The investment in the UK’s planning scheme is also intended to help remedy the country’s supply crisis, which has helped to buoy house prices over the last year by around 10 per cent.
Impact on supply
But Phil Kinzett-Evans, partner at accounting firm UHY Hacker Young, argued a developer levy would only worsen the supply crisis faced by UK homebuyers today.
“From April 2022, this new tax imposes further costs on an industry that already has to deal with multiple targeted taxes like Section 106 and the Community Infrastructure Levy,” he explained.
“When property developers are already facing rising raw material costs, a skills shortage driving up wages and spiralling energy prices, introducing another tax is going to be a tough pill to swallow.”
Kinzett-Evans is concerned the levy will scupper the government’s affordable housing scheme, which it has put £11bn aside for.
“It could well trigger more developers to look to higher-margin markets like prime residential property. It remains to be seen what impact this will have on government targets to meet affordable housing demand.”
In August, FTAdviser learnt the government is currently looking at an amendment to its recent Building Safety Bill which campaigners say could “unlock” leaseholders in buildings with unsafe cladding.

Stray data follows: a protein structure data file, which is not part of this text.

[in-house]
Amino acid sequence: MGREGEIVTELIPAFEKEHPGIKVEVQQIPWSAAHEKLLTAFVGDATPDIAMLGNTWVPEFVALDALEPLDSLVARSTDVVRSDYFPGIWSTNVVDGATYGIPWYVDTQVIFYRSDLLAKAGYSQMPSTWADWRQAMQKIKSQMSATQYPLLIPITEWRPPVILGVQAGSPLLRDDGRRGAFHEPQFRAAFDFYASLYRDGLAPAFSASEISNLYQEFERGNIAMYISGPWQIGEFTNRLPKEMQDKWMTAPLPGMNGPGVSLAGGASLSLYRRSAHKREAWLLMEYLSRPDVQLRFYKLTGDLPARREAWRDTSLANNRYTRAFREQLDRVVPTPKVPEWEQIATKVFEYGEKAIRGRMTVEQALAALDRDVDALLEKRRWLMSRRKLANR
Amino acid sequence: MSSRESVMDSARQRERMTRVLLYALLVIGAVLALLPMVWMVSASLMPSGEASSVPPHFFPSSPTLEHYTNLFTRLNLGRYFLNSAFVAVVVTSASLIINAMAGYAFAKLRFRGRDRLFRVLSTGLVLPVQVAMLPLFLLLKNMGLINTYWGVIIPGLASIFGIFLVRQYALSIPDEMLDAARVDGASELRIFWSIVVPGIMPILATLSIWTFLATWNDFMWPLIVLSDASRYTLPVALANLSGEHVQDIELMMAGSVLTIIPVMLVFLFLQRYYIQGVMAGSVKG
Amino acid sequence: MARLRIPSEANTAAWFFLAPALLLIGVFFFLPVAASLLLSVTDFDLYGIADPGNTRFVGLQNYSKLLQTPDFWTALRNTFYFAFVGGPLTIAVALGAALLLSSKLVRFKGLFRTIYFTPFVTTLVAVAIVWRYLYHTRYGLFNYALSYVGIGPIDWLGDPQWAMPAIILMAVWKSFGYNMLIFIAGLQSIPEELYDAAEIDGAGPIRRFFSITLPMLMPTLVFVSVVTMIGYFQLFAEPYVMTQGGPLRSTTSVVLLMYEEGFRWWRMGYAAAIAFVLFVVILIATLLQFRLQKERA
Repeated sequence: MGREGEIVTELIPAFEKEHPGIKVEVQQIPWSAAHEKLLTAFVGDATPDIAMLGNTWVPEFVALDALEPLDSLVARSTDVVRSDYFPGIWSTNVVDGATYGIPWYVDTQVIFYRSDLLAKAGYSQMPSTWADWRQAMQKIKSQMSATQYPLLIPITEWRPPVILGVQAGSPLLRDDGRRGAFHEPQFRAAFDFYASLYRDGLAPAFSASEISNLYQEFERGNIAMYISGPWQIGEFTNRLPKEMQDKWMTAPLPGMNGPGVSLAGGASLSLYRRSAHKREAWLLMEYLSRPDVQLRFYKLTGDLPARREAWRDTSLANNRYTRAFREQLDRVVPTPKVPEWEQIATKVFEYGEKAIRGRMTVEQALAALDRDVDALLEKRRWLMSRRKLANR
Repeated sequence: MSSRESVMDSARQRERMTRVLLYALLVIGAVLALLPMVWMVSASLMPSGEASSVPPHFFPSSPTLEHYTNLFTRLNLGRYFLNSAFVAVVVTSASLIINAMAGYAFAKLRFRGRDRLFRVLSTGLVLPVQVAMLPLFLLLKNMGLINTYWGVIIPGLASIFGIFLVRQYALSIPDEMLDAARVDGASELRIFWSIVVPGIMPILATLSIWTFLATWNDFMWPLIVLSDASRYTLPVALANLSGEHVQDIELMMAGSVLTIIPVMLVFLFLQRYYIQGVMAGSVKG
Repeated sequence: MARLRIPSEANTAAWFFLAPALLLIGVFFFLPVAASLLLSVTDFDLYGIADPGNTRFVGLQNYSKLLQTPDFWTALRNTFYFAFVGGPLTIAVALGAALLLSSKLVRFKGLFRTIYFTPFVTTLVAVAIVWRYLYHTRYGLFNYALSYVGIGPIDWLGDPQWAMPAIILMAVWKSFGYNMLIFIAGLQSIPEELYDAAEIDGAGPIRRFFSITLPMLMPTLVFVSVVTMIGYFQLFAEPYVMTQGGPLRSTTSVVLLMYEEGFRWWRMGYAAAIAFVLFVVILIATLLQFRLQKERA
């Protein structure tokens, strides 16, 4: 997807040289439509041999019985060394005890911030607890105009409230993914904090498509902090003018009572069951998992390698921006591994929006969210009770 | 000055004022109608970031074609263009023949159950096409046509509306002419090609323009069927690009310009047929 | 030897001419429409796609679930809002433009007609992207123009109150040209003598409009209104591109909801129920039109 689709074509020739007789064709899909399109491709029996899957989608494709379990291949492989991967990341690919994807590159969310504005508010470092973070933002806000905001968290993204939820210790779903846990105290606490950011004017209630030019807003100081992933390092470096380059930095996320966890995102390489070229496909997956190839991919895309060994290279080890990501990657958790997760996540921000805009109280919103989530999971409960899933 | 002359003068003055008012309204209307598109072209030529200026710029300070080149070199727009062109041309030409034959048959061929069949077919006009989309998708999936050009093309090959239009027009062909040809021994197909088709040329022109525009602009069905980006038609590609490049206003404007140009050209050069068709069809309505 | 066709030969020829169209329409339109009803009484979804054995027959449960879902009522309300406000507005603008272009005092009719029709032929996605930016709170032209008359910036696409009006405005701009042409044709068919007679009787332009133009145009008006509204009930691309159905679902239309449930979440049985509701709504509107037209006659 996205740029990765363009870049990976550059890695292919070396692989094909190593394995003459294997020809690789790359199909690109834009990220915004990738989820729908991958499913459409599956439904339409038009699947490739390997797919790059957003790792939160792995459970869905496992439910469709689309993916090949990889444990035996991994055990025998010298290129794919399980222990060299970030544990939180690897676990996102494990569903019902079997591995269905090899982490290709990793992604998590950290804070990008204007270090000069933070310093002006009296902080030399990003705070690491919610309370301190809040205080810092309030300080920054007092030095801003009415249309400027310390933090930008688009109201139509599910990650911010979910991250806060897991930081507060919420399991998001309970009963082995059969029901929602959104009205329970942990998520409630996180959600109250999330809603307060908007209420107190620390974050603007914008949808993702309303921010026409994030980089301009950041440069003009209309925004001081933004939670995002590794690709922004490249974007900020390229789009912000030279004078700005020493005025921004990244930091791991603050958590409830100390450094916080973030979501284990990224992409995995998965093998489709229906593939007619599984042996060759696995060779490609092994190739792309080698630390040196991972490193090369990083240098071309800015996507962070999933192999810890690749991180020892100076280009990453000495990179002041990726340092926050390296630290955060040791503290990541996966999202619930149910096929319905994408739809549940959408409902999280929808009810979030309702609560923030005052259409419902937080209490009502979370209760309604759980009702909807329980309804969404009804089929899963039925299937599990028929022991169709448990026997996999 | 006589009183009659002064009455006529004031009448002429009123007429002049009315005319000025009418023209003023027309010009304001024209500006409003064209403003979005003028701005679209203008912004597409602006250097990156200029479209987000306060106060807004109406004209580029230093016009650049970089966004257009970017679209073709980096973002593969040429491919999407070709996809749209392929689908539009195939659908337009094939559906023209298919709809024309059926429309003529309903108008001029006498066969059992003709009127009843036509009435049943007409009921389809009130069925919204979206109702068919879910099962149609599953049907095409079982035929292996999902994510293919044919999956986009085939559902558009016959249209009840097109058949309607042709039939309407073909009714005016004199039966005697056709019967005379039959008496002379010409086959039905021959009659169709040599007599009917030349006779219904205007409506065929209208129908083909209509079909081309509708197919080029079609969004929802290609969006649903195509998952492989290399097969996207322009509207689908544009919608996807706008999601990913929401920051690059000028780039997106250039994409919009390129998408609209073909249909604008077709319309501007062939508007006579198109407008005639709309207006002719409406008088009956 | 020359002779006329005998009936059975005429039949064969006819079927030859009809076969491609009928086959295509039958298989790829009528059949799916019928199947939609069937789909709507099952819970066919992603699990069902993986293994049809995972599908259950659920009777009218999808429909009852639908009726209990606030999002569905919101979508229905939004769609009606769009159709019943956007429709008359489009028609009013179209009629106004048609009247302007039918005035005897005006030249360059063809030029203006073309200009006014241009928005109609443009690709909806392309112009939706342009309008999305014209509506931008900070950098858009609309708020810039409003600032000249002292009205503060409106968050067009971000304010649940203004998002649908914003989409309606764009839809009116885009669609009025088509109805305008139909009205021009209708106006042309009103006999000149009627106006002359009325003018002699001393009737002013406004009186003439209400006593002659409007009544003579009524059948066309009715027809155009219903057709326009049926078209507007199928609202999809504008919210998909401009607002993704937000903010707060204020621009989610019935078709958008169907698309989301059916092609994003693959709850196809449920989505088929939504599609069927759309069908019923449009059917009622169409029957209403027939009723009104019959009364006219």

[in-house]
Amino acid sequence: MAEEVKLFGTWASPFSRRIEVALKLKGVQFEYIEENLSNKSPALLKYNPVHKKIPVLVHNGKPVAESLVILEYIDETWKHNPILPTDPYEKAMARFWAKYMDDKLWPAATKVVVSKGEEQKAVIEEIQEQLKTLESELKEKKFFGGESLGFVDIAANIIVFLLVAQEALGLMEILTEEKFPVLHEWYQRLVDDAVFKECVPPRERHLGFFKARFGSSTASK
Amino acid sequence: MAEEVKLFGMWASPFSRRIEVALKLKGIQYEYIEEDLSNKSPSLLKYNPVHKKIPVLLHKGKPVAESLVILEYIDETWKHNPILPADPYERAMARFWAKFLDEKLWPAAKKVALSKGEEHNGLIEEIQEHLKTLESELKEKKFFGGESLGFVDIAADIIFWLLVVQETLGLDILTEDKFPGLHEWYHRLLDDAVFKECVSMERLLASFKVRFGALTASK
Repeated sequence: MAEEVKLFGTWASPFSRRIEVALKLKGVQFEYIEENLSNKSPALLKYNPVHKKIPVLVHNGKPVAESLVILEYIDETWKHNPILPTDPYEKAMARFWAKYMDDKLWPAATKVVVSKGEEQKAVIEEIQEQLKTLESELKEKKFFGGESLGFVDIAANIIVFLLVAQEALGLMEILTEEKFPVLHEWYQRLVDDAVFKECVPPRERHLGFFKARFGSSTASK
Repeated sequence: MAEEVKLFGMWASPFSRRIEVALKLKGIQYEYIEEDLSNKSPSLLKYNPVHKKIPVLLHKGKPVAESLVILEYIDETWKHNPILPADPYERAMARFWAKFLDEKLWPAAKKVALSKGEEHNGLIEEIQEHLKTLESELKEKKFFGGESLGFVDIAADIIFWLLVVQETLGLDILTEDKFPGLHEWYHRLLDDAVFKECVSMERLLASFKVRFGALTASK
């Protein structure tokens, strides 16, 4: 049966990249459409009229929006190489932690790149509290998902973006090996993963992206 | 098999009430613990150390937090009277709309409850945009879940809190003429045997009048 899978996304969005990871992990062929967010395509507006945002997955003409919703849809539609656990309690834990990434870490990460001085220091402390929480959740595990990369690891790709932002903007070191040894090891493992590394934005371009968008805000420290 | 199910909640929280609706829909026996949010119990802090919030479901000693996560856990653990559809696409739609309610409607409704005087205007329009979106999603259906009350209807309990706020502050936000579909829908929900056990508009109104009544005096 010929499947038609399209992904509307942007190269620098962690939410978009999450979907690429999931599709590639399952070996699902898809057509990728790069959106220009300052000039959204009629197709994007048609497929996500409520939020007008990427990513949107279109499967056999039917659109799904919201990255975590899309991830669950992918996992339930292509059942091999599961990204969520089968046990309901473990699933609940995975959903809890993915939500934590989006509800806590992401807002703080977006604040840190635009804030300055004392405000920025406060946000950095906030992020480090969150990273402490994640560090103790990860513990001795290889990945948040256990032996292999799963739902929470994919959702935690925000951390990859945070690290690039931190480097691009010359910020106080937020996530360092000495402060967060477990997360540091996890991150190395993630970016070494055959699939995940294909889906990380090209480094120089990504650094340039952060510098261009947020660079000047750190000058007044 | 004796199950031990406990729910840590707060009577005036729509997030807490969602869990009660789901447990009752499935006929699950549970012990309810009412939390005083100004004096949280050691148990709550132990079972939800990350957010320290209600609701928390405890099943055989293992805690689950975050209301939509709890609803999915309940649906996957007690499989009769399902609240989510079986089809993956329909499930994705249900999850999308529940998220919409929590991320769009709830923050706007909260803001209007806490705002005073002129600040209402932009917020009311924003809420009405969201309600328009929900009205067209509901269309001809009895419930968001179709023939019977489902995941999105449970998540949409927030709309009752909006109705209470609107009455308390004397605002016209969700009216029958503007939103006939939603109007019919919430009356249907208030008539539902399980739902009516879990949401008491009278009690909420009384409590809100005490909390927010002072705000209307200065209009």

Campaigners led by Woolwich leaseholder Steve Day created the amendment, which would place the responsibility of remediation costs on those who failed to make the grade in construction standards - rather than on leaseholders.
Called the ‘Polluter Pays Bill’, the scheme would work alongside the government’s grant schemes which are backed by £5.1bn in public funding remediation.
This money would be used to foot the initial bill. But over time, building companies would pay the government back based on the Building Safety Fund - a document which sets out how to calculate which parties are responsible for unsafe cladding and to what degree.
Until a clear pathway to funding all the cladding remediation is found, lenders remain cautious to lend on buildings with potential cladding issues.
But as Kinzett-Evans highlighted, placing all the heat on developers could only worsen the supply crisis, which is only continuing to push property prices up, fencing more and more buyers out of the market.